Bank Of America Checks Credit to Approve Short-Sale

Real Estate Broker/Owner with Marie Bost~Broker~Edisto Real Estate

Thought this might be of interest, just read this on a blog from another agent in the country. Have not verified this, you might want to check it out if you deal with Bank of America on Short Sales. Also, has anyone heard about sellers who do short sales are receiving tax bills at the end of the year from the government for the amount of the short sale being taxes as regular income.



 While speaking with Bank Of America today on one of my short-sales under review I learned some new information. 

The negotiator explained that the investor who will be approving the deal will be pulling my seller's credit information to verify that the seller also stopped paying other creditors. 

If BofA determines that the seller has continued payments to everyone else they will likely request a promissary note or cash contribution before approving the short-sale according to this BofA employee. 

My belief is this is one more change to discourage people from attempting a short-sale.  People who are walking away with a job and still paying their other bills need to either plan on giving them a promisary note/cash contribution to accept the short-sale or plan on a foreclosure on their credit. 

Realtor's who take these listings better get the facts upfront from the seller and make sure they are willing to make this contribution if requested by BofA.  I personally think that what BofA is doing should be illegal and prosecuted.  They have no right to pull a consumers credit without their authorization and providing a credit report has never been part of the short-sale package or disclosed previously.  Legally they have no recourse if the property is foreclosed upon and it normally is easy to demonstrate that BofA benefits from accepting a short-sale vs. foreclosure option. 


Comments (4)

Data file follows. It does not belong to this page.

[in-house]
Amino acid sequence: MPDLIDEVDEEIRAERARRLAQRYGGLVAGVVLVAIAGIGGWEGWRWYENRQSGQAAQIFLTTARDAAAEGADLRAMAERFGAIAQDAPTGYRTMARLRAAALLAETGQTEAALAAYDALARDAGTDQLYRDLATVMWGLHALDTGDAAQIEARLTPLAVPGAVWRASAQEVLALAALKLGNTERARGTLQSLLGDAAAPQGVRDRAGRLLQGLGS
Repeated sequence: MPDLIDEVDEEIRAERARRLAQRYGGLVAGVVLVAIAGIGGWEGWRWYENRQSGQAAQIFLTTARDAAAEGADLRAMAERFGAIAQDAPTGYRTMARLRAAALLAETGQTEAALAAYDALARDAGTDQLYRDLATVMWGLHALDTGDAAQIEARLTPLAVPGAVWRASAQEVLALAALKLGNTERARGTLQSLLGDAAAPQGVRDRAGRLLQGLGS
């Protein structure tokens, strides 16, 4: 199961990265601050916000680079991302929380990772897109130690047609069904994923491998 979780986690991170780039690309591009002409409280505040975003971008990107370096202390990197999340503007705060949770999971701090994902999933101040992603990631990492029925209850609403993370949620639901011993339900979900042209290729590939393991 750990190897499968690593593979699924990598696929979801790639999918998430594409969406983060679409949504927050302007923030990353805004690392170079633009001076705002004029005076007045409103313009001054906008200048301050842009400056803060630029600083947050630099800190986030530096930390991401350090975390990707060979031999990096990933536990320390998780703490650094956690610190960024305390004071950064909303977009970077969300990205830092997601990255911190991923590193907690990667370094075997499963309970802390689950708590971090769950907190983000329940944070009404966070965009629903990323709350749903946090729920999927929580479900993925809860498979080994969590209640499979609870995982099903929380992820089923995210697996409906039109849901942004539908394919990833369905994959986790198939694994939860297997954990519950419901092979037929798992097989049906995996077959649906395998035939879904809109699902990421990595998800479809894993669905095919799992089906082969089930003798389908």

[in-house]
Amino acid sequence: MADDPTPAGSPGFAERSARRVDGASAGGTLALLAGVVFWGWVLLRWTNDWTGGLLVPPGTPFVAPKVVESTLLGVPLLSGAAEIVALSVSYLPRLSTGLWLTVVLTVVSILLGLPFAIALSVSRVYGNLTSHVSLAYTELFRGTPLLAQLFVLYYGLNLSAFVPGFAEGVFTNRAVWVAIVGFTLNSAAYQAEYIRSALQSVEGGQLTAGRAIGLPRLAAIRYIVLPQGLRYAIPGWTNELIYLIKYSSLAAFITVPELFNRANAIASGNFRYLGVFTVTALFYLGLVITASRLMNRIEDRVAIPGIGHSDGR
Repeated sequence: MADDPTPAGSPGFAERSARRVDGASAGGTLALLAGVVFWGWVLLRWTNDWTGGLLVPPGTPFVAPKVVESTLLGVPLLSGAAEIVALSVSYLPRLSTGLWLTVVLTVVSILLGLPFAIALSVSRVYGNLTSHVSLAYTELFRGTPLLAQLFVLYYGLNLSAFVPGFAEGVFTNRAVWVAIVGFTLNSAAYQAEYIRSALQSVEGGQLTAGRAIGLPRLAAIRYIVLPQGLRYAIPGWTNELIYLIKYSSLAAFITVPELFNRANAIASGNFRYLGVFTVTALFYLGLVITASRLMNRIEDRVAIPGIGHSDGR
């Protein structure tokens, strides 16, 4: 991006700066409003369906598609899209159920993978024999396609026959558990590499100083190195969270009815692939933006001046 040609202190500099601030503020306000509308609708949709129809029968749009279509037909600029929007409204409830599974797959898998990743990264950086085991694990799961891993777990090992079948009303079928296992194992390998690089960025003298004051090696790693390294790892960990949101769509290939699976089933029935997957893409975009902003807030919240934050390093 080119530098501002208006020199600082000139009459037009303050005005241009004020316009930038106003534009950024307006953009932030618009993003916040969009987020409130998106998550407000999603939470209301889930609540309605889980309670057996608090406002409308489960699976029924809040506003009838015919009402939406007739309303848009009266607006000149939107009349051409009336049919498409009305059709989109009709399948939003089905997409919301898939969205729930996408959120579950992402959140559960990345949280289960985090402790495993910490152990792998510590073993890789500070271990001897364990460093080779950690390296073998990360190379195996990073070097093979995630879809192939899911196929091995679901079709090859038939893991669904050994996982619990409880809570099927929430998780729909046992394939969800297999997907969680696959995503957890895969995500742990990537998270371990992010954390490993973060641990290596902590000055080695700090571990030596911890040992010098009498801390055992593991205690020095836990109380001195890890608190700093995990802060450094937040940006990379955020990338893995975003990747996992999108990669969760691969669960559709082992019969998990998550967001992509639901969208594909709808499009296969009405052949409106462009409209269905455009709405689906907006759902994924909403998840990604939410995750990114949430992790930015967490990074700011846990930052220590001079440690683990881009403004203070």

Charlie Ragonesi - Big Canoe, GA
Homes - Big Canoe, Jasper, North Georgia Pros

That is a new one on me. I guess these guys are getting more and more seroius. It is a sign of the times though, Usually the last thing you stop making payments on is the home

Mar 17, 2010 04:57 AM
Dennis Duvernay Broker/Owner
Hillview Realty - Northbridge, MA

Interesting....I have to admit when I hear BOA I cringe....then I have to decide if I am up for the challenge....usually I just move on to less of a

Mar 17, 2010 05:00 AM
Drick Ward Property Management / Broker Assoc
NEPTUNE REALTY - Virginia Beach, VA
"RealtorDrick" - Experienced Representation

I'll bet you gave your lender the right to pull your credit when you signed for your loan.  I know I reserve that right with tenants in properties I manage - if they start missing rent or if they have been marginal tenants, I want to know if their credit has changed from when I put them in the property.  It's the same thing for a lender who loaned money in good faith and now wants to know if they are the only ones being stiffed or if you truly have a catastrophic situation that warrants relief.  You can't have your cake and eat it too.  You either HAVE a hardship or you DON'T.

Mar 17, 2010 05:03 AM
Camille O'Donnell
O'Donnell Properties - Queenstown, MD

Marie, I tend to agree with Drick, if you have a hardship then it involves your whole financial world. You can't be fooling the lenders now, when everyone has their radars up and checks and balances are at an all time high.

I have empathy for the buyer/homeowner but at the same time, somewhere and somehow the buck has to stop somewhere. Because ultimately, when all of this debacle stops, who do you think is going to be paying for the slack in the housing market?? You guessed it-you the taxpayer when the rates spike up in the next few years.

Right now, Realtors are being targeted to sign up for a multitude of get rich short sale programs. I suspect once all the lenders start doublechecking on their clients, many will be forced to walk the foreclosure trail of tears.

Mar 17, 2010 12:45 PM